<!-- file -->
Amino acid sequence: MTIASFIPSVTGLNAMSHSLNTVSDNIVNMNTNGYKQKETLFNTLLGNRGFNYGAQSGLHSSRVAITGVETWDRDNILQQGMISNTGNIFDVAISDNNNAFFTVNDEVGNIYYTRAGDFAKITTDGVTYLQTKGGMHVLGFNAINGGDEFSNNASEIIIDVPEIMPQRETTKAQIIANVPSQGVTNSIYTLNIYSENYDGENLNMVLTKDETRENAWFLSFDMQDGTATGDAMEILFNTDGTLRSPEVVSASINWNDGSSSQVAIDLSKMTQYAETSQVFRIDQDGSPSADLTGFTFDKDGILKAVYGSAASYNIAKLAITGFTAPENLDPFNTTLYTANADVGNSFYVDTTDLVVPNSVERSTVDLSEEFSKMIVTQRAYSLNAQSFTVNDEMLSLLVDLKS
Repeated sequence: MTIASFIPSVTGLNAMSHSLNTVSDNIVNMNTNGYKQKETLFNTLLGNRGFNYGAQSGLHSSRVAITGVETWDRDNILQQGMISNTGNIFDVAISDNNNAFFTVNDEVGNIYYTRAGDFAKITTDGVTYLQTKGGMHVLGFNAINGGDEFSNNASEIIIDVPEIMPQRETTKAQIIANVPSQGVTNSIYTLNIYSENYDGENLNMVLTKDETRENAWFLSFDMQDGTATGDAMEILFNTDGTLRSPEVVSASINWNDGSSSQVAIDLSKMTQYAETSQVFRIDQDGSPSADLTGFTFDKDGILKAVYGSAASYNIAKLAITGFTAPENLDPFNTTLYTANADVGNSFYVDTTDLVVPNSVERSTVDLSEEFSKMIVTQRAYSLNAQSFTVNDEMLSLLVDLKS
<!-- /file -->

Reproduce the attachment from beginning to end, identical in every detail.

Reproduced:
Amino acid sequence: MTIASFIPSVTGLNAMSHSLNTVSDNIVNMNTNGYKQKETLFNTLLGNRGFNYGAQSGLHSSRVAITGVETWDRDNILQQGMISNTGNIFDVAISDNNNAFFTVNDEVGNIYYTRAGDFAKITTDGVTYLQTKGGMHVLGFNAINGGDEFSNNASEIIIDVPEIMPQRETTKAQIIANVPSQGVTNSIYTLNIYSENYDGENLNMVLTKDETRENAWFLSFDMQDGTATGDAMEILFNTDGTLRSPEVVSASINWNDGSSSQVAIDLSKMTQYAETSQVFRIDQDGSPSADLTGFTFDKDGILKAVYGSAASYNIAKLAITGFTAPENLDPFNTTLYTANADVGNSFYVDTTDLVVPNSVERSTVDLSEEFSKMIVTQRAYSLNAQSFTVNDEMLSLLVDLKS
Repeated sequence: MTIASFIPSVTGLNAMSHSLNTVSDNIVNMNTNGYKQKETLFNTLLGNRGFNYGAQSGLHSSRVAITGVETWDRDNILQQGMISNTGNIFDVAISDNNNAFFTVNDEVGNIYYTRAGDFAKITTDGVTYLQTKGGMHVLGFNAINGGDEFSNNASEIIIDVPEIMPQRETTKAQIIANVPSQGVTNSIYTLNIYSENYDGENLNMVLTKDETRENAWFLSFDMQDGTATGDAMEILFNTDGTLRSPEVVSASINWNDGSSSQVAIDLSKMTQYAETSQVFRIDQDGSPSADLTGFTFDKDGILKAVYGSAASYNIAKLAITGFTAPENLDPFNTTLYTANADVGNSFYVDTTDLVVPNSVERSTVDLSEEFSKMIVTQRAYSLNAQSFTVNDEMLSLLVDLKS